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Movie review: ‘The Way Back,’ indeed

Motion pictures screened for reviews in this column before the coronavirus pandemic unreeled the multiplexes and other film venues in the name of social distancing couldn’t have more ironic titles.

First there was “Onward,” seen March 11 at the AMC Allentown 16, Catasauqua Road, Allentown.

It was the first movie review that ran since the review of “Call of the Wild” (seen March 4).

“The Way Back” was seen March 16 at New Vision Tilghman, South Whitehall Township, on the day that Pennsylvania Gov. Tom Wolf issued his order that closed nonessential businesses.

“Onward” (and outward and out and about) is where we’d like to go.

Nature’s “Call of the Wild,” namely, the coronavirus, has kept us indoors since Wolf issued the March 25 stay-at-home order for Lehigh and Northampton counties.

We wonder what “The Way Back” will be to wrest a semblance of the old normal from the new normal, as if climbing into Mr. Peabody’s Wayback Machine, a fictional time-travel machine from TV’s “The Adventures of Rocky and Bullwinkle and Friends” (1959-64), would fix everything.

After the screening of “The Way Back,” the silence was deafening in the New Vision lobby. A glance into one screening room showed massive cleaning efforts apparently already underway.

Rows and rows of the theater’s large and comfy recliner chairs were turned forward, nearly upside down, while a movie was showed on the screen above. The effect was that of plush red tombstones.

Michael “Movie Maven” Gontkosky and I lingered in the lobby, taking selfies and photos of each other in front of standup displays for upcoming movies we will probably never see at New Vision. We agreed we wanted to savor the moment, as the aroma of popcorn wafted in the air.

There was a feeling of sadness in the air, too, as if Michael and I were experiencing the real last picture show. Movies never seemed more essential.

“The Way Back,” a gritty little rough-and-tumble film released March 6, got lost in the coronavirus shuffle.

“The Way Back” opened at No. 3 and grossed $13.3 million as of its second weekend, March 13, after which the marquee lights were turned off at movie theaters across the United States. “The Way Back” was made available via Video On Demand March 19 and is available on other platforms.

If you miss sports contests, and especially basketball, what with no “March Madness” 2020, “The Way Back” may be a slam dunk for you.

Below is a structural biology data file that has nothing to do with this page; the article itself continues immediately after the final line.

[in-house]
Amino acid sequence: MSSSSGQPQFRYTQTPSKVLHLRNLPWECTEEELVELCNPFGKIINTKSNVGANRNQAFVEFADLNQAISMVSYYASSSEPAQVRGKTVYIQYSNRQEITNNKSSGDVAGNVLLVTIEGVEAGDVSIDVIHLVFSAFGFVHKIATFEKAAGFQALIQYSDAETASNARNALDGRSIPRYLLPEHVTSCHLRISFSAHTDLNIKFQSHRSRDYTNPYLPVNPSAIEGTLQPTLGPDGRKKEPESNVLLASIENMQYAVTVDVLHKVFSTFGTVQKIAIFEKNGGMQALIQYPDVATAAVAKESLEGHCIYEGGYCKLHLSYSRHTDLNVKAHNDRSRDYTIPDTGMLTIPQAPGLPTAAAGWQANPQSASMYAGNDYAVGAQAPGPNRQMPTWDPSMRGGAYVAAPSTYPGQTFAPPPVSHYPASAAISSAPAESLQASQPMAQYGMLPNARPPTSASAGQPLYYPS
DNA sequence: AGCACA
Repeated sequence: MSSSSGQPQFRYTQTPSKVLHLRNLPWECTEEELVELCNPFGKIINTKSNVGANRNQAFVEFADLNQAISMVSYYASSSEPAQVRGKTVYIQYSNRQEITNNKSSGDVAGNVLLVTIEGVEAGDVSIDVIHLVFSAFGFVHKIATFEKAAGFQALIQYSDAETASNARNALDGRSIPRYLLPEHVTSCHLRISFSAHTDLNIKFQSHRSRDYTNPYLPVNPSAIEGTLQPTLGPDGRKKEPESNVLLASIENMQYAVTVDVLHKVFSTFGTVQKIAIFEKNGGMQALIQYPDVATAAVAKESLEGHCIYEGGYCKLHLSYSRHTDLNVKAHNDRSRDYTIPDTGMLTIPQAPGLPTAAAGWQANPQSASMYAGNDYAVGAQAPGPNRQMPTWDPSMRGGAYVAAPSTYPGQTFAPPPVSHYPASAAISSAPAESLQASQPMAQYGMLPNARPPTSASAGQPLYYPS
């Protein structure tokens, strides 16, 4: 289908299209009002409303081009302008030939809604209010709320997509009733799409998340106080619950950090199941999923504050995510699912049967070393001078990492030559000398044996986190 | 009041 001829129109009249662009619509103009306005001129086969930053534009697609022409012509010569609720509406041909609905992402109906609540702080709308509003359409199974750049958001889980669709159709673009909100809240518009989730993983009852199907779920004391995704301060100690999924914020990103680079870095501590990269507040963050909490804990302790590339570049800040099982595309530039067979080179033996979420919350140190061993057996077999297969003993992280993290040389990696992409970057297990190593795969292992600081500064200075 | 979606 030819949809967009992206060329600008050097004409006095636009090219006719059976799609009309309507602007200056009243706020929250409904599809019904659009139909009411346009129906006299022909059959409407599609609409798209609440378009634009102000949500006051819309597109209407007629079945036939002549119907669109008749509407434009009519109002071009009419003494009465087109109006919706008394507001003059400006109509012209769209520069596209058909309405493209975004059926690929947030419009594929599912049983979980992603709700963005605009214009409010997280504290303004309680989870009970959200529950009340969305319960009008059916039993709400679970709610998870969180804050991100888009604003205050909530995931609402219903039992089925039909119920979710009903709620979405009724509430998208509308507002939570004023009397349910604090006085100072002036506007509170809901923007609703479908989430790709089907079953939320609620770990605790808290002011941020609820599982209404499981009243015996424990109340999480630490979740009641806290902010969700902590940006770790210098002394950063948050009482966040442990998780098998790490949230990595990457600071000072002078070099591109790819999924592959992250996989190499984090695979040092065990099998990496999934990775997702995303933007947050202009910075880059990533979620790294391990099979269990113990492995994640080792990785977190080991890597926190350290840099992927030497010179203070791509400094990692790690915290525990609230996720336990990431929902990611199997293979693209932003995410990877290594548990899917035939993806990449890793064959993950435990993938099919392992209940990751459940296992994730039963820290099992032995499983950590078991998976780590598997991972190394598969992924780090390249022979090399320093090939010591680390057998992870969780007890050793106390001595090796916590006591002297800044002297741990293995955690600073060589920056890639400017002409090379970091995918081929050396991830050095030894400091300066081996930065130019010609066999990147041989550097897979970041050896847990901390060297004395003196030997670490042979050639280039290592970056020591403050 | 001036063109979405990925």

In “The Way Back,” Ben Affleck plays Jack Cunningham, a recovering alcoholic, construction worker and former high school basketball standout asked to coach the varsity team at his alma mater, Bishop Hayes, a Catholic high school.

Cunningham, who practiced social distancing before the term entered the lexicon, has a prickly rapport the high school Principal Father Devine (John Aylward); a competitive situation with the assistant coach, Dan (Al Madrigal), and outright contempt for some of the high school basketball players, one of whom, Devon (Da’Vinchi), has a chip on his shoulder bigger than a basketball.

Affleck (Oscar recipient, “Argo,” picture, 2012; “Good Will Hunting,” screenplay, 1997, and whose 73 actor credits include “Batman v Superman: Dawn of Justice,” 2016, and “Pearl Harbor,” 2001) plays the role low-key, ruminative, with rarely a smile, in full beard and seemingly with a few extra pounds.

If you’re a fan of Affleck, you’ll want to see this film. If you’re not a fan of Affleck, you’ll want to see the film. He’s that good.

If Oscar remembers, and God willin’ and the creeks don’t rise, and the movie theaters reopen, look for an actor nomination for Affleck.

Director Gavin O’Connor (who directed Affleck in “The Accountant,” 2016, and also directed “Warrior,” 2011; “Pride and Glory,” 2008; “Tumbleweeds,” 1999) has a smash-mouth style of filmmaking that uses low lighting, lots of close-ups of Affleck, and innovative ways to lens the film’s basketball games, lifting them above the ordinary. The original screenplay is by Brad Ingelsby.

Credit Readers’ Anonymous:

The soundtrack includes the dour and out anthem, “Down and Out Blues,” written by Ricky Sanders Lewis and performed by the Ricky Lewis Band.

“The Way Back,”

MPAA Rated R (Restricted Under 17 requires accompanying parent or adult guardian. Contains some adult material. Parents are urged to learn more about the film before taking their young children with them.) for language throughout including some sexual references; Genre: Drama, Sport; Run Time: 1 hr., 48 min.; Distributed by Warner Bros.

Three popcorn boxes out of five popcorn boxes.